The money needed to cover the costs of a proposed 43-mile regional walking and biking trail continues to fall into place.
The Central Virginia Transit Authority voted Friday to allocate $104.5 million toward the Fall Line, which would run from Petersburg to Ashland.
The authority also voted last week to make a formal request of the governor’s office to include in the state budget the remaining $132 million needed. About $73 million in state and local funding is already considered committed toward the project.
The CVTA is a regional authority established last year to allocate tax revenues to transportation projects in the region. Richmond, Henrico, Chesterfield, Hanover, Ashland, Goochland, Powhatan, New Kent and Charles City are represented on the authority.
The Fall Line’s current cost estimate now sits at about $300 million. The authority’s expectation is that cost projections will continue to be tweaked in the coming years as the trail is built out.
The latest estimate factors in 3 percent annual inflation through fiscal year 2027 based on a recent VDOT project estimate of $250 million in 2021 dollars, CVTA Interim Executive Director Chet Parsons said at the meeting.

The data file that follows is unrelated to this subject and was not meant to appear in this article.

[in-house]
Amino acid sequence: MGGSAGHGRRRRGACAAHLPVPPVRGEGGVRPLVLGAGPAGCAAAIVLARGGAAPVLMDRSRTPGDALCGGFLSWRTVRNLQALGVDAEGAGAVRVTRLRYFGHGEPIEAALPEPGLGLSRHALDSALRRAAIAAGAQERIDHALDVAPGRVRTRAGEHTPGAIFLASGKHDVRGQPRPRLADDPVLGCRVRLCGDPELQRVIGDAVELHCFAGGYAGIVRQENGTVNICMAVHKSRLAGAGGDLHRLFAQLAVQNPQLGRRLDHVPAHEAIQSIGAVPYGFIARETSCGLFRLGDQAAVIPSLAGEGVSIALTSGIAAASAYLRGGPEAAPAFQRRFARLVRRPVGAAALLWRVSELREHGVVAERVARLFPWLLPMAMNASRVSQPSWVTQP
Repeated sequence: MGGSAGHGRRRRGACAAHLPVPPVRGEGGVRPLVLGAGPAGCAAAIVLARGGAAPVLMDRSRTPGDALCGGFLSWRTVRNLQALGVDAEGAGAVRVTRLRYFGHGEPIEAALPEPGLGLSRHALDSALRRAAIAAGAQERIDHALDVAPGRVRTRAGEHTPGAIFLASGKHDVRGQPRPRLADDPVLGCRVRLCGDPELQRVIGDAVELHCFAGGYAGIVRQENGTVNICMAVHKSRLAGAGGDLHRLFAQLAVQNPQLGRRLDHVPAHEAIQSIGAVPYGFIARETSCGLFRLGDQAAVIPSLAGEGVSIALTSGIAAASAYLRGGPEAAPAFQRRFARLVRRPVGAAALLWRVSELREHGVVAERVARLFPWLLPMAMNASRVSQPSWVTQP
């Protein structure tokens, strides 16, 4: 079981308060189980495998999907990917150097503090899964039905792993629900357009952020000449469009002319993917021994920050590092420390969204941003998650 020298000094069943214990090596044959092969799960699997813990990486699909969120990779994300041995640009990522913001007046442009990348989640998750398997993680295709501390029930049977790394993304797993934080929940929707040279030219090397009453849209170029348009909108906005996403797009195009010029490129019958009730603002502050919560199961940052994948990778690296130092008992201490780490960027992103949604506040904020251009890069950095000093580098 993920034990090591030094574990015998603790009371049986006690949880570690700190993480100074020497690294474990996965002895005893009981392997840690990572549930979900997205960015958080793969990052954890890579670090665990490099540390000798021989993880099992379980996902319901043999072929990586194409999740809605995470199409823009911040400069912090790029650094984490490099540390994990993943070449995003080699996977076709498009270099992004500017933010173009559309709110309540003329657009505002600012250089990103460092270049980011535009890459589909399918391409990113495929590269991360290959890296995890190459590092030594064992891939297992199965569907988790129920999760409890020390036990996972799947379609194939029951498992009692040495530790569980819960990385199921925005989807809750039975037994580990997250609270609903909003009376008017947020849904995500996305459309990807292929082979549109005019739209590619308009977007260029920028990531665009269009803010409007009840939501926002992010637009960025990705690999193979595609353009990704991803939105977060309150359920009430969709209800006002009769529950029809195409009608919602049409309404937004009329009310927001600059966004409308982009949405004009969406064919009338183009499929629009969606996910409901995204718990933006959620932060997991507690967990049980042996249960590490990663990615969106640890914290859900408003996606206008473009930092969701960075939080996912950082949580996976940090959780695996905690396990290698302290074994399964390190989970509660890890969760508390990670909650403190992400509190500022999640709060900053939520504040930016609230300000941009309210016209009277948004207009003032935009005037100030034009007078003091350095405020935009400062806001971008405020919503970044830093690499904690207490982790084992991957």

“We’ve had time to think more and the technical committee understood these estimates were based on 2021 dollars and that may not be the most realistic way to present our case to the state for funding assistance,” he said.
Leading the project is Richmond nonprofit Sports Backers. Local governments and The Capital Trail Foundation are also involved in the project.
Louise Lockett Gordon, director of Sports Backers’ Bike Walk RVA program, has said she hopes the Fall Line will be completed within a decade. The project kicked off under the name Ashland to Petersburg Trail with a feasibility study in 2019.
The trail would largely be new construction, though it would link existing trails at Chester Linear Park and Ashland Trolley Line Trail as well as other planned local projects.
There isn’t a set start date for trail construction yet, Parsons said in a phone call after the meeting. The CVTA is expected to meet in January and at that point Parsons said there would be a firmer idea of where things stand on existing local efforts and what to work on next.
The trail is similar to the 52-mile Capital Trail, which links Richmond to the Williamsburg area and was fully operational in 2015, in that it’s a paved walking-and-biking trail that runs through several localities.
But whereas the Capital Trail mostly runs through rural areas and is largely used as a recreational amenity, Gordon has said the assumption is that most Fall Line users will be travelers as the north-south line will more regularly pass through suburban and urban areas.
CVTA’s Fall Line contribution comes in slightly south of a previous funding projection of $108 million.